But such lamentations are minutia compared to the wealth of strategic joy Madden NFL 13 offers. The franchise has existed since 1988, and the various tweaks that have gone into the game in those 24 years have translated into an incredibly fun experience. As always, Madden 13 is at its best in competitive matches, and it doesn't matter if you're playing a buddy on your couch or across the country, going head-to-head is when the beauty of this game surfaces. Calling hot routes and blitzes to keep your opponent off guard, or evading a heavy rush to deliver a perfect pass, is exciting. Although luck occasionally is a factor (especially with turnovers), you're usually in total control of your actions, and considering the amount of depth present, the more time you invest, the more you grow as a player.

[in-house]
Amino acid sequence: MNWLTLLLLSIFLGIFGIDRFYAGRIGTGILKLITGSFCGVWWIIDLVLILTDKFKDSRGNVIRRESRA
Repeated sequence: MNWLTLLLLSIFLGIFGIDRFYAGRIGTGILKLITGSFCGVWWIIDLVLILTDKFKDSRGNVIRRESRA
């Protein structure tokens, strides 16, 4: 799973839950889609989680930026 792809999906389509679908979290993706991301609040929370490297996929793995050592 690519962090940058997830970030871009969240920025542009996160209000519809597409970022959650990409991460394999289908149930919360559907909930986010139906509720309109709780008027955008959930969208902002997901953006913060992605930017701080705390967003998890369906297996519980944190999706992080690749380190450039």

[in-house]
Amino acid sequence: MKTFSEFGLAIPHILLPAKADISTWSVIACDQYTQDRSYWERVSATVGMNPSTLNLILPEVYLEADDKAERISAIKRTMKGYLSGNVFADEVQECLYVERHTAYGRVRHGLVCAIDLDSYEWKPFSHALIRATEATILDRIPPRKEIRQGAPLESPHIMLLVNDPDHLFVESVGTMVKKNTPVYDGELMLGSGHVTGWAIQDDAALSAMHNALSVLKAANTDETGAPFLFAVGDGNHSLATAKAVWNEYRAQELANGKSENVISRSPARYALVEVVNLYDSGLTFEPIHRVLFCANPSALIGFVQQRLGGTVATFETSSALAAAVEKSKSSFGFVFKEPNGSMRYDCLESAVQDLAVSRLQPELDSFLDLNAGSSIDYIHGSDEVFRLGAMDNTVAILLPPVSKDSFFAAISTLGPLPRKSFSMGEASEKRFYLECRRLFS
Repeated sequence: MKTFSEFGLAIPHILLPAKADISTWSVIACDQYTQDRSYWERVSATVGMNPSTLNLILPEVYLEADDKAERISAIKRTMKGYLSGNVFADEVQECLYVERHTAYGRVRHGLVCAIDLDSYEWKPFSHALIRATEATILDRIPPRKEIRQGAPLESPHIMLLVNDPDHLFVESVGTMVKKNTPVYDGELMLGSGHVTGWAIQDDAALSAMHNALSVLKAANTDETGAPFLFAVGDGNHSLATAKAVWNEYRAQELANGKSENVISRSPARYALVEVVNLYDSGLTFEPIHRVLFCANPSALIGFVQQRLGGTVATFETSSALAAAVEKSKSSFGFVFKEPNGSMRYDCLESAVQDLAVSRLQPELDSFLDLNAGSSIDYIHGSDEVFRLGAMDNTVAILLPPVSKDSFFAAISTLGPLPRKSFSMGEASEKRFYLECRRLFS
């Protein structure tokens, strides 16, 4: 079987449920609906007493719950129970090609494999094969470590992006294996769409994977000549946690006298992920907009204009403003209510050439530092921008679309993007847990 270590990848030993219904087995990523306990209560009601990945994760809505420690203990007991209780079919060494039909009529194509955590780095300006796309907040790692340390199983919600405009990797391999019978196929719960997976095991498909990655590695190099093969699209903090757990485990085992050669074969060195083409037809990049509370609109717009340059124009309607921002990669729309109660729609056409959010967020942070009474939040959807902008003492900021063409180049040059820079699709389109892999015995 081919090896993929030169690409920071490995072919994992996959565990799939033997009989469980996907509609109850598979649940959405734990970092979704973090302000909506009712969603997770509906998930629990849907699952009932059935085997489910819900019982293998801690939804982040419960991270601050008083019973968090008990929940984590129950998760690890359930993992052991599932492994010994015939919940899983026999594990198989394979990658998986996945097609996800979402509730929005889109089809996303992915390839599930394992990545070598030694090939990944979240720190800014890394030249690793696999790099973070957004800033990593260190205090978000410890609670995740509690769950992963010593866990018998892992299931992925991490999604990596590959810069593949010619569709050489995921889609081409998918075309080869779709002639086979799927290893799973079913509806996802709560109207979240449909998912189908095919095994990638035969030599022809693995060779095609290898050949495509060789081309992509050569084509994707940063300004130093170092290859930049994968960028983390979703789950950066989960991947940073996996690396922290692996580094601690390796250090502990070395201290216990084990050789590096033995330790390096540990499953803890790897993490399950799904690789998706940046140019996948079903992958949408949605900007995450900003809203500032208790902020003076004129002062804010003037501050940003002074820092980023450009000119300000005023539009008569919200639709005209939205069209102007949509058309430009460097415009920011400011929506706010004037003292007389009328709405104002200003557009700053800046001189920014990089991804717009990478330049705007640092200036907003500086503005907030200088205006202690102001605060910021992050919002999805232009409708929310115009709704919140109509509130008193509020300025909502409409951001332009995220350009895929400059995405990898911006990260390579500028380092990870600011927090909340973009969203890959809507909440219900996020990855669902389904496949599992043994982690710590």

However, one problem that stands out is that there isn't a great diversity between teams. This has always been true in Madden, but it's still disappointing that this aspect hasn't been addressed. If you choose the Michael Vick-led Eagles, you can certainly scramble more than Carson Palmer and the Raiders, and having a fast running back allows for more outside runs than a slower runner, but these are small differences. The philosophical discrepancies that separate teams in the real NFL simply aren't present here. You can forgo the running game and run tight end seam routes as every team in the league, even though only the Patriots have a roster capable of such an attack in real life. Having this flexibility does make Madden 13 accessible for those who just want an exciting football game, but it also highlights how different the virtual interpretation of the sport is from the real thing.